The 2021 NFL Draft Bible Publication

The 2021 NFL Draft Bible Publication

NFL Draft Profile: Tyrese Robinson, Offensive Guard, Oklahoma Sooners

NFL draft profile scouting report for Oklahoma offensive guard, Tyrese Robinson
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#52
Pos: OG
Ht: 6030
Wt: 335
DOB: 8/21/99
Eligible: 2022
McKinney, TX
Boyd High School

Tyrese Robinson
Oklahoma Sooners


Pros:

Lamattina: Robinson’s mass in his lower half allows him to consistently succeed as a blocker. His anchor holds up exceptionally well in the passing game. He can also move better than expected at his size to make him an able run blocker. Awareness is very apparent when he passes off and picks up assignments from his adjacent offensive lineman. Always plays with his head on a swivel. Wins more often than not because of his sublime hand placement right into the chest of the defender to initiate the drive stage. Can seal off gaps in the run game with his big and stable frame. Has the strength to withstand the power of bigger nose tackles. Stout at the point of attack, rarely loses the first step. Gathers his balance very well if he is pushed back at the start of the rep. Side-to-side movements are smooth.

Ezring: The University of Oklahoma has been an offensive line factory in recent years. Perhaps next in line, Tyrese Robinson is an experienced starter who thrives in pass protection and boasts a promising all-around skillset. The Oklahoma standout exhibits the requisite upper body strength to displace defenders upon engagement. He has the grip strength and leg drive to latch onto his opponents and walk them back. The Texas native also displays a natural anchor that will improve as he irons out the technical side of his game. The Sooners’ starter is an impressive mover for his size who works well linearly and can even get to space. At the second level, he has the grip strength to latch on and sustain. In pass protection, Robinson mirrors at a high level after initiating contact. When entering engagement, the talented guard flashes accurate hands and even employs a trap technique at times. What’s more, Robinson rarely lunges into his blocks. Should an opponent knock his hands away, the promising lineman typically reengages with better leverage. He also uses his length and leg drive to manage distance. Robinson’s best traits may be his outstanding awareness and vision. He has the wherewithal to pick up stunts or handle multiple rushers; further, he keeps his head on a swivel in pass protection to pick up late blitzers. Finally, Robinson plays with a mean streak and works through the whistle.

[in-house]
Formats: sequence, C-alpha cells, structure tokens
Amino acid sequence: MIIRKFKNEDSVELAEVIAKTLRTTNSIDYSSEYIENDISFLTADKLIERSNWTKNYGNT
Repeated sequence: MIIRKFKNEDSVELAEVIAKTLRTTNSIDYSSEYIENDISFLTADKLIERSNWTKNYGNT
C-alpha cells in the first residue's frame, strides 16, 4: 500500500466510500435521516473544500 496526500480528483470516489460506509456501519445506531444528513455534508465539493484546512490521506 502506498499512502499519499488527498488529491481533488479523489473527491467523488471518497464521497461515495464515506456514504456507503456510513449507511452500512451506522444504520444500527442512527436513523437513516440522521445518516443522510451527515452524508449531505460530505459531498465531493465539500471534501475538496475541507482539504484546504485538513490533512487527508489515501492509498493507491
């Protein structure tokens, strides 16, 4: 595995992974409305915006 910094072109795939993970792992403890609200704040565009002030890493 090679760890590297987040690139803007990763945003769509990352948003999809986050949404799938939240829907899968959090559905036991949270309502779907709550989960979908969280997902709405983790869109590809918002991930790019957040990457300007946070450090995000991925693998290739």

Cons:

Lamattina: He won’t wow with athleticism, his size restricts that department of his profile. He also isn’t a “mauler” and doesn’t overpower a lot of defenders to win. His athleticism limits his ability as he advances to the second level in open space. Gets driven back a few steps at times by more powerful defensive tackles who can get into Robinson’s chest. He had a few false start penalties on the season.

Ezring: Despite his fairly well-rounded skill set, the Oklahoma standout is not yet ready for meaningful playing time at the next level. Teams interested may be concerned about Robinson’s strict projection as a guard in a gap scheme. On the field, the talented starter’s high pad level reduces his functional anchor and leg drive. Consequently, he is controlled by defenders who gain leverage. The Sooner further limits his power by narrowing his base. Additionally, Robinson’s feet tend to fall asleep behind active hands; in other words, he allows his lower and upper bodies to fall out of sync. This leaves him susceptible to hand moves and quickness. Moreover, Robinson regularly surrenders his chest by practicing high and outside hand placement. Opponents, especially those with length, take advantage by exploding into his frame. Further, the Texas native, while impressive for his size, is not an excellent mover. His acceleration, change of direction and lateral movement are particularly laboring. Although he can reach the second level in a straight line, the Oklahoma blocker struggles to mirror linebackers in space. Robinson also appears stiff and tight which makes achieving leverage upon engagement more difficult. What’s more, the Sooners’ star’s power profile also has holes. He struggles to control defenders and allows them to enter half-man engagement before ripping through his blocks. Finally, the Oklahoma product commits far too many false start and holding penalties.